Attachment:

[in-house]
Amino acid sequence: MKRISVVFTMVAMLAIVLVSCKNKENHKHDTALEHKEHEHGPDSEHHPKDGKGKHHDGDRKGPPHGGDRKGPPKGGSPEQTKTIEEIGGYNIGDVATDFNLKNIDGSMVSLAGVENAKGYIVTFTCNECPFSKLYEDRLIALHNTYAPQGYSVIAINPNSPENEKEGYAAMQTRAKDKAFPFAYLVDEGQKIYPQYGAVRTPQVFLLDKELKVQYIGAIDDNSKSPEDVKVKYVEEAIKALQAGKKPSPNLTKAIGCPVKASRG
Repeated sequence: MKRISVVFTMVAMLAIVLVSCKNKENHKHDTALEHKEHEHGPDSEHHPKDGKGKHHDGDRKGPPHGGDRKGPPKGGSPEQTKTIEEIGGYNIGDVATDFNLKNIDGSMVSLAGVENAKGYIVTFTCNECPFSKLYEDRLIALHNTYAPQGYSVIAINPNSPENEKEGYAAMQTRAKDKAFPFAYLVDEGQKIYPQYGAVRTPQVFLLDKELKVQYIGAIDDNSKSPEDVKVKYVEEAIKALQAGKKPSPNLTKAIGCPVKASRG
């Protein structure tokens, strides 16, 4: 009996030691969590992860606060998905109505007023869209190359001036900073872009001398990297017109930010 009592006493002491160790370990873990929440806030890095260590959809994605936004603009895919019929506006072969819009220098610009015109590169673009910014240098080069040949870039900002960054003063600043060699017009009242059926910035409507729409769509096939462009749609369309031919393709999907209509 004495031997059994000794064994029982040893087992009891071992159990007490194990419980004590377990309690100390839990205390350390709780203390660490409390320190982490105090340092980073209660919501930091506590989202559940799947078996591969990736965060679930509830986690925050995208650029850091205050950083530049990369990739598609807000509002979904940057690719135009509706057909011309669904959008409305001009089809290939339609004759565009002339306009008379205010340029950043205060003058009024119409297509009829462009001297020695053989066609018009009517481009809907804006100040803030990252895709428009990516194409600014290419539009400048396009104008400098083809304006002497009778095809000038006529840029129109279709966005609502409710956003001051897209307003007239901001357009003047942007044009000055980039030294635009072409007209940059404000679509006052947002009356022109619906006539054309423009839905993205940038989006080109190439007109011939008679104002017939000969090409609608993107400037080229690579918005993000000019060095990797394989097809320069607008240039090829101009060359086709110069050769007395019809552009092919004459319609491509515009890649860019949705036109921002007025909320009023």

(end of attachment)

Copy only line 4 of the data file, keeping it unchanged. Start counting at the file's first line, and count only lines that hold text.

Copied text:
């Protein structure tokens, strides 16, 4: 009996030691969590992860606060998905109505007023869209190359001036900073872009001398990297017109930010 009592006493002491160790370990873990929440806030890095260590959809994605936004603009895919019929506006072969819009220098610009015109590169673009910014240098080069040949870039900002960054003063600043060699017009009242059926910035409507729409769509096939462009749609369309031919393709999907209509 004495031997059994000794064994029982040893087992009891071992159990007490194990419980004590377990309690100390839990205390350390709780203390660490409390320190982490105090340092980073209660919501930091506590989202559940799947078996591969990736965060679930509830986690925050995208650029850091205050950083530049990369990739598609807000509002979904940057690719135009509706057909011309669904959008409305001009089809290939339609004759565009002339306009008379205010340029950043205060003058009024119409297509009829462009001297020695053989066609018009009517481009809907804006100040803030990252895709428009990516194409600014290419539009400048396009104008400098083809304006002497009778095809000038006529840029129109279709966005609502409710956003001051897209307003007239901001357009003047942007044009000055980039030294635009072409007209940059404000679509006052947002009356022109619906006539054309423009839905993205940038989006080109190439007109011939008679104002017939000969090409609608993107400037080229690579918005993000000019060095990797394989097809320069607008240039090829101009060359086709110069050769007395019809552009092919004459319609491509515009890649860019949705036109921002007025909320009023």